Eric Werner writes:
The recent results of dedifferentiating adult mouse fibroblast cells into stem cells brings into focus the fundamental question of how differentiation and development are controlled. (Cyranoski, D., Nature 447, 618-9; 2007). (Okita, K., et al. Nature doi 10.1038/nature05934, 2007). The fact that just four regulatory genes inserted into cells using viral vectors, can transform normal, differentiated cells into pluripotent stem cells indicates that for some cell types, at least, the process of dedifferentiation is more a process of activation rather than deactivation (Reik, W., Nature 447, 425-32; 2007). Indeed, this falls in line with in silico studies where stem cells, and, more generally, multicellular differentiation and development are modeled on computers.
There the process of dedifferentiation is a process of activating regions of the genome that initiate some developmental process. Since the initial state of the cell early in development of an organism appears to be evolutionarily conserved and phylogenetically ancient, it may on hindsight have been expected that the activating transcription factors of those regions are combinatorially simple in structure. As an organism evolves and requires more discriminating regulatory networks, the concomitant combinatorics of transcriptional activation would need to be more sophisticated. Indeed, it is questionable whether protein transcription factors are sufficient to generated the complexity of regulation and, thereby, the regulatory networks needed for the development of complex organisms (Werner, E., FEBS Letters 579, 1779-1782; 2005). For more complex networks, a hybrid of RNA stabilised with protein helpers agents would seem to be a better solution to the combinatorial problem. It therefore, seems likely that protein transcription factors may just be one facet of dedifferentiation, differentiation and developmental control. To attain full control of stem cell creation via dedifferentiation, computer models suggest that agents with a more specific combinatorial capacity than proteins, will play a key role. Furthermore, once the stem cell is created, activation of particular differentiated cell states, will require that protein transcription factors be supplemented with the more specific binding capacity, and hence, the greater combinatorial power of molecules such as RNA, or, as some have argued, DNA itself (Gaillard, C. et al., J Theor Biol 243, 604-7; 2006). Thus stem cells lie at the heart of development and its control. It is no accident that teratomas observed in these stem cell studies involve both stem cells and differentiated non-proliferating cells. There the dedifferentiation has activated a sub-developmental network which generates the differentiated cells in the teratoma. In computer simulations, the range of cells generated depends entirely on the subnetwork that is activated. The fascinating question is whether this also holds for living systems. If it does, it opens the doors to full control of stem cell creation and differentiation.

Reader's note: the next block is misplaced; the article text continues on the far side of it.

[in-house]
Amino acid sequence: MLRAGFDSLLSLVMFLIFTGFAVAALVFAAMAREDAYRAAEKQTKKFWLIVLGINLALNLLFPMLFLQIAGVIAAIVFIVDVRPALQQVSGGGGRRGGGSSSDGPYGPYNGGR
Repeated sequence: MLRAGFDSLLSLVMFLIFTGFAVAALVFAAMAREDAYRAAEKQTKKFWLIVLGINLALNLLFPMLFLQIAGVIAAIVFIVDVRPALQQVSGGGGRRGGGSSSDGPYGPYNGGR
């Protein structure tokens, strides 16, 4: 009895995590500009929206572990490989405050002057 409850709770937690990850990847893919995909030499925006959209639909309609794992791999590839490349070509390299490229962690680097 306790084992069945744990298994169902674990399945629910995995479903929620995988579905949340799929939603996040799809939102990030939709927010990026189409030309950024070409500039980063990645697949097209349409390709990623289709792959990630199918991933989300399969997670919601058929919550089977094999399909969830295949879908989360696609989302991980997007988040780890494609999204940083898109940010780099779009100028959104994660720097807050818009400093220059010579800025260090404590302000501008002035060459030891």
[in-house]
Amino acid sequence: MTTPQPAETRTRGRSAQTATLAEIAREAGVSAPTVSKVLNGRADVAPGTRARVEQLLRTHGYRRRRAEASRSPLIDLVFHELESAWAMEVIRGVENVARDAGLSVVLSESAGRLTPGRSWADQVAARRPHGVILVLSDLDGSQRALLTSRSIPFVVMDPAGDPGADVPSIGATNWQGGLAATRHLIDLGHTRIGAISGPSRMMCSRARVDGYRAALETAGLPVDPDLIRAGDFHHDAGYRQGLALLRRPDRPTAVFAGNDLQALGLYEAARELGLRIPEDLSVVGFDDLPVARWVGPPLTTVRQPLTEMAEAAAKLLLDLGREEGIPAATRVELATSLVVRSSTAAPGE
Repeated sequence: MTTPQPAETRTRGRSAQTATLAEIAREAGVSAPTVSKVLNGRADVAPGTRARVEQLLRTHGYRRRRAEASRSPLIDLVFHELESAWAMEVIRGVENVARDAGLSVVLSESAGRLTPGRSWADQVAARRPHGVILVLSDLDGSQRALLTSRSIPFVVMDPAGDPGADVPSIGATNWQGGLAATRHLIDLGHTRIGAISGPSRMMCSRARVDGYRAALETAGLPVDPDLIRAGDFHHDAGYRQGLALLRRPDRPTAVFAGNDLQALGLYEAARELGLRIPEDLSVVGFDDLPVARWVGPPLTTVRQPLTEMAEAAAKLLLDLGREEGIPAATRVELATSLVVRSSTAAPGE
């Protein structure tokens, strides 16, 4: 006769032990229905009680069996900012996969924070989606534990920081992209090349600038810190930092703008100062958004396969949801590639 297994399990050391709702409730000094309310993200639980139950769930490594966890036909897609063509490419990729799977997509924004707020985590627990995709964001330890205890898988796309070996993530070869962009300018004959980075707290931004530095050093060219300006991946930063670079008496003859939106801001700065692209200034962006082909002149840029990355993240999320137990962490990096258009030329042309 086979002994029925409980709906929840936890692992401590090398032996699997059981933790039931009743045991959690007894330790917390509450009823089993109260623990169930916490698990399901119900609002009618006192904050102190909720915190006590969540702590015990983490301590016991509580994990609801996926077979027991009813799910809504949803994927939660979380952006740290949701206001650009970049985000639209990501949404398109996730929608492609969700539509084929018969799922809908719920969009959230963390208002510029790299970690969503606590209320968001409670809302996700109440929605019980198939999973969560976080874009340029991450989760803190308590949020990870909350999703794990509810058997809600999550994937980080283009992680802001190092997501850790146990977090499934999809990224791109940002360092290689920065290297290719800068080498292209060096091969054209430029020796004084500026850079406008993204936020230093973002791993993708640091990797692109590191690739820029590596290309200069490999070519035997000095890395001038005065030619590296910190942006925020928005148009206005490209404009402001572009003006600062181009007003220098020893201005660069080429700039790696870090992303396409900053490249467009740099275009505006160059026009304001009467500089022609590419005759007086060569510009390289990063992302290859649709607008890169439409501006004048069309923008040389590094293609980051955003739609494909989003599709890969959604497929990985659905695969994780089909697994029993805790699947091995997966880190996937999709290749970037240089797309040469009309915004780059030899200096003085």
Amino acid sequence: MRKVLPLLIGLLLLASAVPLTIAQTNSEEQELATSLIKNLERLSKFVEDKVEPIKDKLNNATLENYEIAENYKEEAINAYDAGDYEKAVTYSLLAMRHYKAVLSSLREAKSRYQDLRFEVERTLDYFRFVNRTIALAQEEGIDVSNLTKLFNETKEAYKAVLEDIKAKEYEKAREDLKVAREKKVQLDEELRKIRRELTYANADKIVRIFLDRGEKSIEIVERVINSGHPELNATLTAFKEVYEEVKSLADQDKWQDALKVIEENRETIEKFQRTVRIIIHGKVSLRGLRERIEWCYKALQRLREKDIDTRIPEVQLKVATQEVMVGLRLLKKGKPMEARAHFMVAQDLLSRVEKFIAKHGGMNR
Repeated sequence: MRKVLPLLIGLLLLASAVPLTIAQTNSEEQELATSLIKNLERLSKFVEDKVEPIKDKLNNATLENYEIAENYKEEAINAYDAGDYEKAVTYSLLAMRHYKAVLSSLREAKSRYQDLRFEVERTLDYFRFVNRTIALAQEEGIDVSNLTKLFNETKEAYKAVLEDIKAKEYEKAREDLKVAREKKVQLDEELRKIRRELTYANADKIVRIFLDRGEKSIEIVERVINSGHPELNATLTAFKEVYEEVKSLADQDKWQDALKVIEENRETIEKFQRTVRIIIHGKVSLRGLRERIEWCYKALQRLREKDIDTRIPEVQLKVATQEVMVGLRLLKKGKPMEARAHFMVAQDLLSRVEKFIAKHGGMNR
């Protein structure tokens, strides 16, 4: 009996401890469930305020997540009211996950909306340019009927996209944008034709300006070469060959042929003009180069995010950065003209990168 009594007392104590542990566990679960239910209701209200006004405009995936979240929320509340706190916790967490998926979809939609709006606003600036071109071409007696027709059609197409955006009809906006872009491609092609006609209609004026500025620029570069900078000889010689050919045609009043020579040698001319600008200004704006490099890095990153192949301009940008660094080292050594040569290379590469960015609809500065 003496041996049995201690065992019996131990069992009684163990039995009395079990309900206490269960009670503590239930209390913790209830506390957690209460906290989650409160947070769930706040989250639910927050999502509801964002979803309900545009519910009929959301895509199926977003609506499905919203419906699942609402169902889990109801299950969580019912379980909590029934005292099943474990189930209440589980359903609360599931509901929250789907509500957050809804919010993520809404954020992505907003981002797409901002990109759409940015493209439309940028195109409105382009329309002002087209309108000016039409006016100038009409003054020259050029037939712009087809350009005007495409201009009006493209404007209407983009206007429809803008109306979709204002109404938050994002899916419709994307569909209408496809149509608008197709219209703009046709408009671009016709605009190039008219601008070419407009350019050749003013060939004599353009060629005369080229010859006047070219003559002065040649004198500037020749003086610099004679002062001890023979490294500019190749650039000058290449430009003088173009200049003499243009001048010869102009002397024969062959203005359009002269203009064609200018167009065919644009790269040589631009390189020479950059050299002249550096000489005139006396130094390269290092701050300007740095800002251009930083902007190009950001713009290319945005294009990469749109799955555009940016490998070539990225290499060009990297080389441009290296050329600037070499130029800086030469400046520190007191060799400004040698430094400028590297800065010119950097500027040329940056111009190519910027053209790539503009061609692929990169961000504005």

Department of Physiology, Anatomy and Genetics, University of Oxford, Parks Road, Oxford OX1 3PT, UK. Email: email@example.com